By Barry Napier
There are two things you need to know about poetry. One: The market for it seems to get smaller and smaller by the year, despite the dedicated and talented artists that continue to create it. Two: Most poetry collections are released by either university presses or small specialty presses. In terms of full books or even collections or anthologies, it can often be hard for poets to find a home for their work.
Now, take all of that and imagine trying to find a home for a poetry collection that focuses on the paranormal and unexplained. Luckily, as co-editor of such a developing collection, I was able to find a home for our collection I Know What I Saw: Poems of the Unexplained. The funding and the poets, however, are a different story.
Having been a follower of most things paranormal for countless years, I’ve heard varying degrees of eyewitness accounts. I have chiefly been interested in UFOs, although ghosts and all things cryptozoological have also had a grip over me. As a writer, one of the most fascinating parts of each and every account of the unknown comes from eyewitness testimony. Even when the stories are clearly fraudulent and indicate a hoax, the way the eyewitnesses describe what they have just seen can be quite beautiful at times—maybe even a bit poetic.
Sometimes, the need for poetic expression in the face of the unknown is absolutely necessary. In the film adaption of Carl Sagan’s inspiring novel Contact, Ellie (played by Jodi Foster) at one point finds herself inside an interstellar device, peering into portions of the cosmos that humankind has not yet seen up close and personal. A speechless Ellie says: “They should have sent a poet.”
While this one single line was not the inspiration behind I Know What I Saw, I like to imagine what some of those eyewitness accounts would sound like if they were all penned down by professional writers or poets. Anything penned by Carl Sagan, Brian Greene or Neil DeGrasse Tyson on the scope of the universe is bound to be insightful and laced with poetic sensibilities. But what if they were writing about UFOs, ghosts, Mothman, or even demons—and not with a speculative approach, but from that of an awed eyewitness?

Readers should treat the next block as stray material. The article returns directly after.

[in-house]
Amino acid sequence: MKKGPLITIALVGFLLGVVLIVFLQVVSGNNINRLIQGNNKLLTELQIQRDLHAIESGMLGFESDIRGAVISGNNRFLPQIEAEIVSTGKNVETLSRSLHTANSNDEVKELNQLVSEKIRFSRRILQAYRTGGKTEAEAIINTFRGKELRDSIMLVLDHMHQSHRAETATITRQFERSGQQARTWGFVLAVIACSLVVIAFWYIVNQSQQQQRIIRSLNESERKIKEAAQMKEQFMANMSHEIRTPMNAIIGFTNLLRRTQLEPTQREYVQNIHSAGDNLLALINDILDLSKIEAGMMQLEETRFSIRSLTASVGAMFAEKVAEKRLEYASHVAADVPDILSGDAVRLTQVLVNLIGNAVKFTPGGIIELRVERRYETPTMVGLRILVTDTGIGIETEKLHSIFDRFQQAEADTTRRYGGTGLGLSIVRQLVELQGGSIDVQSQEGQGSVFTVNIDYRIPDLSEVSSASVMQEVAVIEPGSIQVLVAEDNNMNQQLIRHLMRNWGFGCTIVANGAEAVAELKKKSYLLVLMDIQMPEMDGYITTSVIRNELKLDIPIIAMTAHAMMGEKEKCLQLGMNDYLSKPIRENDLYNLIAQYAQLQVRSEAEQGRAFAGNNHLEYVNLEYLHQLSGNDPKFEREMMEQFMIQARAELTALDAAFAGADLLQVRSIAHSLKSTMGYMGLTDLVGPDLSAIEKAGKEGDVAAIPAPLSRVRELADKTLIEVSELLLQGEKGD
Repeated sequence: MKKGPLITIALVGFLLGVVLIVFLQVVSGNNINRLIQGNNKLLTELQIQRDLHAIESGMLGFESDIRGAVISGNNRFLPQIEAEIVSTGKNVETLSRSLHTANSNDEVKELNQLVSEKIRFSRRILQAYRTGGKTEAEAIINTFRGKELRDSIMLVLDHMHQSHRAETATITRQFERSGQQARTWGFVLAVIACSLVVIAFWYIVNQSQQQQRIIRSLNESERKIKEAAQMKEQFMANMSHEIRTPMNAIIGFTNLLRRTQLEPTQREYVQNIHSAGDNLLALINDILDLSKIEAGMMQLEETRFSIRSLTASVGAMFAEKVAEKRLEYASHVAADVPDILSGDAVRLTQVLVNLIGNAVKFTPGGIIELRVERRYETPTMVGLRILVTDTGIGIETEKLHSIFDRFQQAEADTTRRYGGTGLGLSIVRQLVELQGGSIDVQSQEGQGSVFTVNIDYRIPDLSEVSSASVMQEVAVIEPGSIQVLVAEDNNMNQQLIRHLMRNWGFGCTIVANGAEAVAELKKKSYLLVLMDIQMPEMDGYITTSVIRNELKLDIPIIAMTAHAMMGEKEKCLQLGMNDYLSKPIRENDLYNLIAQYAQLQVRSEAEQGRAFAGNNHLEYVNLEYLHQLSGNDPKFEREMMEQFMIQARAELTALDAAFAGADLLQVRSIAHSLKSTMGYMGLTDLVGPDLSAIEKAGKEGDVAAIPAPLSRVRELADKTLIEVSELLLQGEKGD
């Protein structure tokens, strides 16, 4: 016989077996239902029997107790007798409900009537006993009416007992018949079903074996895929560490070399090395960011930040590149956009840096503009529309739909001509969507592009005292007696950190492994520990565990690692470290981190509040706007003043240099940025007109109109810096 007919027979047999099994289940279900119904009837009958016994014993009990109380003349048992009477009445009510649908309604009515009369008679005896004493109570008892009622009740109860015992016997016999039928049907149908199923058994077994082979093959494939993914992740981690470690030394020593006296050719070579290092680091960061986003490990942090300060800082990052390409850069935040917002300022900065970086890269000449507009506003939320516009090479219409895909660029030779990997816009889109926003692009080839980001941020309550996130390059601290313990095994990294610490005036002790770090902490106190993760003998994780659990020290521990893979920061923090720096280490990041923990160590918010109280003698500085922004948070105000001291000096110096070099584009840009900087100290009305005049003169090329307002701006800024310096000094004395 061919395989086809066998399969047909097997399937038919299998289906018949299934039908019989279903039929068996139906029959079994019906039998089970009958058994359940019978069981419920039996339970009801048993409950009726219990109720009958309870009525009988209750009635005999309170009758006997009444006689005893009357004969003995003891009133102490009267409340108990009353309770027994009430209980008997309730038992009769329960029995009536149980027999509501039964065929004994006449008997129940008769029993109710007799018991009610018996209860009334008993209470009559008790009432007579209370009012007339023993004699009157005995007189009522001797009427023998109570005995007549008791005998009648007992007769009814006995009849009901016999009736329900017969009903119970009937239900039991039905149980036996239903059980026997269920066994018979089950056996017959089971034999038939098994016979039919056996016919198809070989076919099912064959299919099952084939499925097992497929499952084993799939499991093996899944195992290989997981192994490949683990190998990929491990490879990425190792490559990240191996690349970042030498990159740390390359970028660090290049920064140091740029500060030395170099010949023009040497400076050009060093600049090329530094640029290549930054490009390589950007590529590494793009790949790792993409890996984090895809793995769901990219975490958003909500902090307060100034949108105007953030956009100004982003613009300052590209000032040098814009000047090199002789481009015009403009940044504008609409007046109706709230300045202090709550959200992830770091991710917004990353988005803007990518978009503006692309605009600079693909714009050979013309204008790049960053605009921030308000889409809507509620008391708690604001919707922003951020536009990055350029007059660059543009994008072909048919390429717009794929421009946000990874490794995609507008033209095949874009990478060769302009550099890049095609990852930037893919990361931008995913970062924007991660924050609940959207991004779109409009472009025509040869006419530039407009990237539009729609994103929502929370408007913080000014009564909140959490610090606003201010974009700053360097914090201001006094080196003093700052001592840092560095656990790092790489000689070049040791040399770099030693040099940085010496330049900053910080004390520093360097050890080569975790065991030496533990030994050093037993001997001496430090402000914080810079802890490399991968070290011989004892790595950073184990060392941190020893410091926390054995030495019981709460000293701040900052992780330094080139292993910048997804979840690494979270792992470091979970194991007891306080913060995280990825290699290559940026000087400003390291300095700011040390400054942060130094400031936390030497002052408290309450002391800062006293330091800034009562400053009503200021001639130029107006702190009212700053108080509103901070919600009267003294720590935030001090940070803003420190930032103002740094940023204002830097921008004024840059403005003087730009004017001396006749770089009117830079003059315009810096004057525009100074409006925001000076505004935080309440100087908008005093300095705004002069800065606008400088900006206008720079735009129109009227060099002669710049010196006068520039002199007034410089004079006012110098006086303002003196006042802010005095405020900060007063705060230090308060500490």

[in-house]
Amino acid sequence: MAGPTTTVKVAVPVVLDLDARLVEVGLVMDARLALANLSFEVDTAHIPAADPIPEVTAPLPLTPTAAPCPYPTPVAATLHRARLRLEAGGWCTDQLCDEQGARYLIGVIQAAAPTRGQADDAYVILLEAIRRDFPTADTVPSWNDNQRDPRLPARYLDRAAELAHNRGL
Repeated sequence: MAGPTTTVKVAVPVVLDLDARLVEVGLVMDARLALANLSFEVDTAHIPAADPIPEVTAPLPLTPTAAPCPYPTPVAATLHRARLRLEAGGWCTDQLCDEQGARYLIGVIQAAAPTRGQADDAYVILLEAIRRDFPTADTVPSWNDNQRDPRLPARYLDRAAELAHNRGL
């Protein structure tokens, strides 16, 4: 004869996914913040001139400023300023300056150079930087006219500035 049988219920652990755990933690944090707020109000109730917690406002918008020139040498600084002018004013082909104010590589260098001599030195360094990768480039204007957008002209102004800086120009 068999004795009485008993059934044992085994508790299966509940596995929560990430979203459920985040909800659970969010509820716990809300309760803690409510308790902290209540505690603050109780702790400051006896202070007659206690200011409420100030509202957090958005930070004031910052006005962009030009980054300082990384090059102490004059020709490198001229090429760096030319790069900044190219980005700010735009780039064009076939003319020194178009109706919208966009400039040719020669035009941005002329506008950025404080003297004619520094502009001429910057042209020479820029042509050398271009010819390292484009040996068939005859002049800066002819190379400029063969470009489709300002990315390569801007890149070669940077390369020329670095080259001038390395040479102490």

While few of the poems within I Know What I Saw are based on actual real-life experiences, the book is our attempt at adding a layer of depth and beauty to the unknown. Yes, there is fear and abject terror here, (think sleep paralysis and demonic possession, for example) but there is hope and the want for understanding here, too.
The possibility of introducing and intermingling two audiences that are often vastly different is appealing to me. If we can get non-poetry readers that are interested in all things unknown to read a book of poems, this book has served its purpose. The opposite is also true: this book is also about getting a fan of poetry to read about UFOs, cryptozoology or other unknown phenomenon in a way that they have never before considered.
Even if you don’t consider yourself a poet, I urge you to give it a try. We all have to start somewhere. Read the guidelines and send us your very best effort. And if you are too uncomfortable with writing poetry but feel that a book like I Know What I Saw: Poems of the Unexplained is important in all the ways discussed above, we would greatly appreciate your support. Any help in the form of links, Facebook and/or Twitter mentions, word of mouth or, best of all, contributing to our Kickstarter campaign would be a tremendous help.
We hope to see some work from readers of UFO Digest. If you do submit your work as a result for this article, please let us know in your e-mail.
Please send all submissions and questions to firstname.lastname@example.org.